Jan 30, 2019
Our goal is for our pipeline and energy facilities to operate safely every day so that the public, our employees and the environment aren’t affected by an incident involving our assets. Safety is, and always will be, our number one value.
We aim for our pipelines and facilities to operate incident-free and to ensure our assets serve our people and communities across the continent for years to come.
Pipelines are the safest, most environmentally friendly way to transport natural gas and petroleum – period. Our pipeline safety programs are among the most robust in the industry and the most important part of our business. From pipeline integrity innovations to investing in leak detection technology and public awareness programs, safety is the common link behind everything we do.
One of the best demonstrations of our commitment to safety is our long-standing and ongoing Pipeline Integrity Program. This annual process maintains the integrity, safety and reliable operations of our pipeline systems. Our process includes:
On top of this program, every kilometre/mile of pipeline, pump, compressor facility or generating station is made using proven technology and integrated, industry-leading safety systems. Once constructed, all pipelines and facilities are monitored constantly, whether that’s from inside the pipe, on the ground or from the air.
Every year, we spend hundreds of millions on integrity and preventative maintenance programs to ensure the safe, reliable operations of our systems.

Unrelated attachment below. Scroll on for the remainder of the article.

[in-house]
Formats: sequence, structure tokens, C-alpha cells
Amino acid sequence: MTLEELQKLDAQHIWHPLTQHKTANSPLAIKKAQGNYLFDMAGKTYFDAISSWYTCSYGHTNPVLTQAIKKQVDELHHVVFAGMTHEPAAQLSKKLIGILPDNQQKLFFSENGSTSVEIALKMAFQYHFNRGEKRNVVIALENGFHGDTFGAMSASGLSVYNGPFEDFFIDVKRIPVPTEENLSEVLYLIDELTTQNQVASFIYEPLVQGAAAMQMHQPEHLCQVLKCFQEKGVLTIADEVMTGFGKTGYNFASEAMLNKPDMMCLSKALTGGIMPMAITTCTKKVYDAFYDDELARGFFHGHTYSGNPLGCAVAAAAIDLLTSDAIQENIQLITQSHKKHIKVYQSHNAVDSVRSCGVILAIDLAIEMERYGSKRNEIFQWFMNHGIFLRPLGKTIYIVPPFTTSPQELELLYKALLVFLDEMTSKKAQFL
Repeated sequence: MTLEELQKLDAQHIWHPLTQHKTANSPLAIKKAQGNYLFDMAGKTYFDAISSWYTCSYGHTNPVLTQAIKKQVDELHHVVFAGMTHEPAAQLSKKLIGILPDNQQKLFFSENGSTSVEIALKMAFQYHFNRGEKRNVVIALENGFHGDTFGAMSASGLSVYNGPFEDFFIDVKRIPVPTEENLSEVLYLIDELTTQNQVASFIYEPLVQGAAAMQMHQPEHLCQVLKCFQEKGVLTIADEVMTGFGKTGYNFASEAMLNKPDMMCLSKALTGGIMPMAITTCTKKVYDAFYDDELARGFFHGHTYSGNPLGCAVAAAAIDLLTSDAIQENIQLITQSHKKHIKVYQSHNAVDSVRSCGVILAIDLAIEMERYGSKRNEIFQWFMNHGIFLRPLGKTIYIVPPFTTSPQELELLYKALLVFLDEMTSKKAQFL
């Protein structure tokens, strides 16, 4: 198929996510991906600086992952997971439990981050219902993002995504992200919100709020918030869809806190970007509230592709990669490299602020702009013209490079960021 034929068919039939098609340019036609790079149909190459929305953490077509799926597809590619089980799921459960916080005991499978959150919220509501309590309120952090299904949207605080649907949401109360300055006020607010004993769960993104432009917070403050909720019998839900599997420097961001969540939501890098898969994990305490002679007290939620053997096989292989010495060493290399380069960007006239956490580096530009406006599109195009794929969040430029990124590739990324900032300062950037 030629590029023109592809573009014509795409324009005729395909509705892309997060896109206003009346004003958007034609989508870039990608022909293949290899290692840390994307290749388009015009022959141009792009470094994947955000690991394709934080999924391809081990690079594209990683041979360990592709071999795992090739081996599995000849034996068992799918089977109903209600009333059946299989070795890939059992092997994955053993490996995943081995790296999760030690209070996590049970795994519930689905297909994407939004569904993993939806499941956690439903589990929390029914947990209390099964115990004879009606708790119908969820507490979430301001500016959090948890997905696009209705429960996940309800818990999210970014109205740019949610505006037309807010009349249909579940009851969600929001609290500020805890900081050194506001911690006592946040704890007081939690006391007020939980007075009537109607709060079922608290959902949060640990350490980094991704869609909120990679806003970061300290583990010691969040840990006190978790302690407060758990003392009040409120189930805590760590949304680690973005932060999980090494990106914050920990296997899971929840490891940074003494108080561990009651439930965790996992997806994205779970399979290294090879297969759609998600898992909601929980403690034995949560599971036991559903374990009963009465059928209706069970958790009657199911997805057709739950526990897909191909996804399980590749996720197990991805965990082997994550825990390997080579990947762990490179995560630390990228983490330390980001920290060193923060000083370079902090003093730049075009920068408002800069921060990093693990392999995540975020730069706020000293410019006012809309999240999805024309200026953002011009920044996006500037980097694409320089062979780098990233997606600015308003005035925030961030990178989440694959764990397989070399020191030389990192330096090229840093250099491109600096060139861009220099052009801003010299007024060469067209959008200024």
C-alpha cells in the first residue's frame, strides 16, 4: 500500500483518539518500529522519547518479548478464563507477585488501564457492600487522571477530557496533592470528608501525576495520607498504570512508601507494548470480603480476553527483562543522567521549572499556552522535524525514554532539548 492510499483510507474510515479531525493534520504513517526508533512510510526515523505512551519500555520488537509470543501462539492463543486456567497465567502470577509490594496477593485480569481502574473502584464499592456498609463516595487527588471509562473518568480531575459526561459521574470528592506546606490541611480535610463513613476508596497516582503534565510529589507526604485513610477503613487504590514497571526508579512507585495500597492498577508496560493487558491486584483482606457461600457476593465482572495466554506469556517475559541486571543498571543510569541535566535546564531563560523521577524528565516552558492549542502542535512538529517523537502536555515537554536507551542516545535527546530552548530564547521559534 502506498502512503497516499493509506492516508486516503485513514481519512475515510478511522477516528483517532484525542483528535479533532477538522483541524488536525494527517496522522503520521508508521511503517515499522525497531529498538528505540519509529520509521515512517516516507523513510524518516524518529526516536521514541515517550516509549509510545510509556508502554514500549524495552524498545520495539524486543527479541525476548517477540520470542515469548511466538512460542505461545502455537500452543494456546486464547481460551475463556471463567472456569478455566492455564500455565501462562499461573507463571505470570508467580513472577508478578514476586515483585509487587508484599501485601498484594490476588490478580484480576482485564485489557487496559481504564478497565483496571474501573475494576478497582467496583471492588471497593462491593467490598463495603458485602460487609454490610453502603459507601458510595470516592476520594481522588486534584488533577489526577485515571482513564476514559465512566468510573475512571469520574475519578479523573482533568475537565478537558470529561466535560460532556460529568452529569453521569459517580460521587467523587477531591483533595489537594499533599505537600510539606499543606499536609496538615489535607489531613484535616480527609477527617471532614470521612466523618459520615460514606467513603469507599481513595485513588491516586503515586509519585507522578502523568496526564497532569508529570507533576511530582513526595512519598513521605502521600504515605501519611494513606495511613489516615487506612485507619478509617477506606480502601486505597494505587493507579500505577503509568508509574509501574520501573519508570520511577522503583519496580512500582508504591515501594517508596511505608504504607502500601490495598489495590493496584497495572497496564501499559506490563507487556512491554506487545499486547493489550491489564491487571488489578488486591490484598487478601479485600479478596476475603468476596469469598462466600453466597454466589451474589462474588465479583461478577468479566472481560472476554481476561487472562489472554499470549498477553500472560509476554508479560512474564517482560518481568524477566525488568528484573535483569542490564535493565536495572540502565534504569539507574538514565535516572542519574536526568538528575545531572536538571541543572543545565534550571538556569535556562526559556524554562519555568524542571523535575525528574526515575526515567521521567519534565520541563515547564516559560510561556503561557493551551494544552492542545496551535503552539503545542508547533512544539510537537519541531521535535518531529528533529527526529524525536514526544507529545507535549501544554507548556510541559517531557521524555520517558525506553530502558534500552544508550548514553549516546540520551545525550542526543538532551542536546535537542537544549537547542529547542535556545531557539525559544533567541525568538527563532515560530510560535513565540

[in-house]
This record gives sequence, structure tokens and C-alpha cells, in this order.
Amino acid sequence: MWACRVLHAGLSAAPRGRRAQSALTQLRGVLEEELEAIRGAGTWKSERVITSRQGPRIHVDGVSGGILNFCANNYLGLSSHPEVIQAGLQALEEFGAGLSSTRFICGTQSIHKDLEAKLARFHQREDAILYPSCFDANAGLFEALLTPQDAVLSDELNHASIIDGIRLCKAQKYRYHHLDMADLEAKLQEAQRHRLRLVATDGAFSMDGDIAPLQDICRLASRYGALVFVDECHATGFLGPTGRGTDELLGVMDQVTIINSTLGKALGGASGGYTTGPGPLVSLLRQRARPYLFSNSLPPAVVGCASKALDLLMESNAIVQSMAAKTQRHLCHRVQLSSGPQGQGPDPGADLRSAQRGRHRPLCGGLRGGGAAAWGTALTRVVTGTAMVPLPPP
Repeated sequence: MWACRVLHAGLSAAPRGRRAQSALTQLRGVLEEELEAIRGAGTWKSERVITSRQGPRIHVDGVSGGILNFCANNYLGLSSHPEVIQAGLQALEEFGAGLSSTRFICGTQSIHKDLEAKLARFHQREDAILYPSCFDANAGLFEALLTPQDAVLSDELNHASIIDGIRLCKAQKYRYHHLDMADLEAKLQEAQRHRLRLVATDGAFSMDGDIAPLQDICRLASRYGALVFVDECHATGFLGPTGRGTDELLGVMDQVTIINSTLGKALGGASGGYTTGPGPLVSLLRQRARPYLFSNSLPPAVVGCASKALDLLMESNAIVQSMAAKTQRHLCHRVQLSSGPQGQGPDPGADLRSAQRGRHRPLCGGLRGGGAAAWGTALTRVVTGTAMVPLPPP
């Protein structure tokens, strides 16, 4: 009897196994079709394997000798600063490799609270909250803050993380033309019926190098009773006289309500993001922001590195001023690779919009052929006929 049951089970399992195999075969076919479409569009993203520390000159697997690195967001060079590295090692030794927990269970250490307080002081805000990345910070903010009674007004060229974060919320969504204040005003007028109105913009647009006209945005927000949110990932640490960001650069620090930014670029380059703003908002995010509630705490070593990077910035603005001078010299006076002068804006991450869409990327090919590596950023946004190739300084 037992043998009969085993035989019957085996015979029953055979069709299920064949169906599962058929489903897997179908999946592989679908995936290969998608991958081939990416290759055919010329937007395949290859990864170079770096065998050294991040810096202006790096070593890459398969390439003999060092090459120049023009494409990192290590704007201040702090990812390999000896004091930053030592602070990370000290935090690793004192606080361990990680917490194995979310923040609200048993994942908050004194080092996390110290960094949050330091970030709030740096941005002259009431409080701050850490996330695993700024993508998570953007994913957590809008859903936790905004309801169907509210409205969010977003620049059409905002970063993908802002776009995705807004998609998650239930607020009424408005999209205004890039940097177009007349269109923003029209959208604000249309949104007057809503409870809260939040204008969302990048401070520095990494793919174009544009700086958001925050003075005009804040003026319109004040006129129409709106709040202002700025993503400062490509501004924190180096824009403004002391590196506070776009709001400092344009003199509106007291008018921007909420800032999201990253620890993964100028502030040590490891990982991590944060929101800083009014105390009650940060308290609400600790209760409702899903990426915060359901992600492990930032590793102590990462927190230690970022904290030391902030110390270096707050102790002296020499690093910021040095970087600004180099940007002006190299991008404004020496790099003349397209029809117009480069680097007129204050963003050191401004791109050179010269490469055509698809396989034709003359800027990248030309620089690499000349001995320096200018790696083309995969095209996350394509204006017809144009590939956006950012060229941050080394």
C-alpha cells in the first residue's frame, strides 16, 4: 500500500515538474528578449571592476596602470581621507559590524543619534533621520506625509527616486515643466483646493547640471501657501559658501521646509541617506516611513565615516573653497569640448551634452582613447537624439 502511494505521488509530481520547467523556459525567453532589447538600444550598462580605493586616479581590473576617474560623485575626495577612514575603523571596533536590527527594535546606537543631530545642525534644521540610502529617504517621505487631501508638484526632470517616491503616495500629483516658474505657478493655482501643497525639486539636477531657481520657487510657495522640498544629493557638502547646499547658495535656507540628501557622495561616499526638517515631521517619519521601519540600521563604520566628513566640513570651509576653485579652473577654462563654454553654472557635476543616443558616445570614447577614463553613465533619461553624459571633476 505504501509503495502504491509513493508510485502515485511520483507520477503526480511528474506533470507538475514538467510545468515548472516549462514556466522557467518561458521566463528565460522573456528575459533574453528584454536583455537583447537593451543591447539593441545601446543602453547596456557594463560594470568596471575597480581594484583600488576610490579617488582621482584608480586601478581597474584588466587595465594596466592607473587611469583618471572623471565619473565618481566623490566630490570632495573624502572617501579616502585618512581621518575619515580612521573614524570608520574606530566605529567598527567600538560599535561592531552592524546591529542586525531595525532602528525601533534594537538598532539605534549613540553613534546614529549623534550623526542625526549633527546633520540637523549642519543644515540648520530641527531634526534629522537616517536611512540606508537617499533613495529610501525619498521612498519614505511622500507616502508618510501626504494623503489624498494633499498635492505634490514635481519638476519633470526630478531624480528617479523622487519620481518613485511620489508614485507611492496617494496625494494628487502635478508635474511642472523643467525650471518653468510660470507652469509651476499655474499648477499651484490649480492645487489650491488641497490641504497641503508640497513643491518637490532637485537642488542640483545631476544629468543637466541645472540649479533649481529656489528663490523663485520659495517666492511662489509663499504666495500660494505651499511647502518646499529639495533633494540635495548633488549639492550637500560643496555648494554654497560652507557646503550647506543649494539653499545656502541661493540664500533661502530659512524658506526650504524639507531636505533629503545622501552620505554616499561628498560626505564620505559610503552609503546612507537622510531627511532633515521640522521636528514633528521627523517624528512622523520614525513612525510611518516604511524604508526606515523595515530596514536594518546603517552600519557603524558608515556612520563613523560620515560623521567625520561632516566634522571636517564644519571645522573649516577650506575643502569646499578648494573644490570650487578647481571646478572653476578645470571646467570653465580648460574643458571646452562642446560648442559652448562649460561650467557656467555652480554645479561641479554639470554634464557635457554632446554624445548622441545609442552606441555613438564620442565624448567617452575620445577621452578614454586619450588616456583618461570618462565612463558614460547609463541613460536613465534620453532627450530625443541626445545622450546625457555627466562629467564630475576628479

Leak prevention is a top priority. That’s why we take significant steps to prevent the chances of leaks before, during and after our pipelines and facilities are in use.
It begins during construction, with each joint of pipe being factory coated with high performance coatings and carefully transported to the project location. Each individual weld is inspected using radiographic or ultrasonic techniques to ensure the highest quality welding. Qualified onsite inspectors visually inspect every phase of the installation process including lowering the pipe into the ditch, and then backfilling.
Once installed, a low voltage electrical current is applied to the pipeline to prevent corrosion and the pipe is tested with water (hydrostatic testing), pressurized to a higher level than would be experienced during operation. In the unlikely event of an incident, TransCanada takes full responsibility for emergency response, clean-up and costs.
Read more about our emergency planning.
24 hours per day, 365 days a year, our Operations Control Centres (OCCs) manage some of the world’s most sophisticated pipeline monitoring technology.
At sites throughout North America, we conduct everything from aerial patrols (using low-flying aircraft and sensitive detection equipment), to geotechnical monitoring and searches for areas where erosion may have washed away the soil covering a pipeline.
In-line inspections are also part of our regular routine. Also known as “pigging,” (Pipeline Inspection Gauge) these inspections use an internal inspection device called a “smart-pig” to travel the length of a pipeline to collect data to monitor the condition of the pipeline. When an in-line inspection identifies a potential anomaly, investigative digs may also be conducted to expose the anomaly for further inspection and potential repair.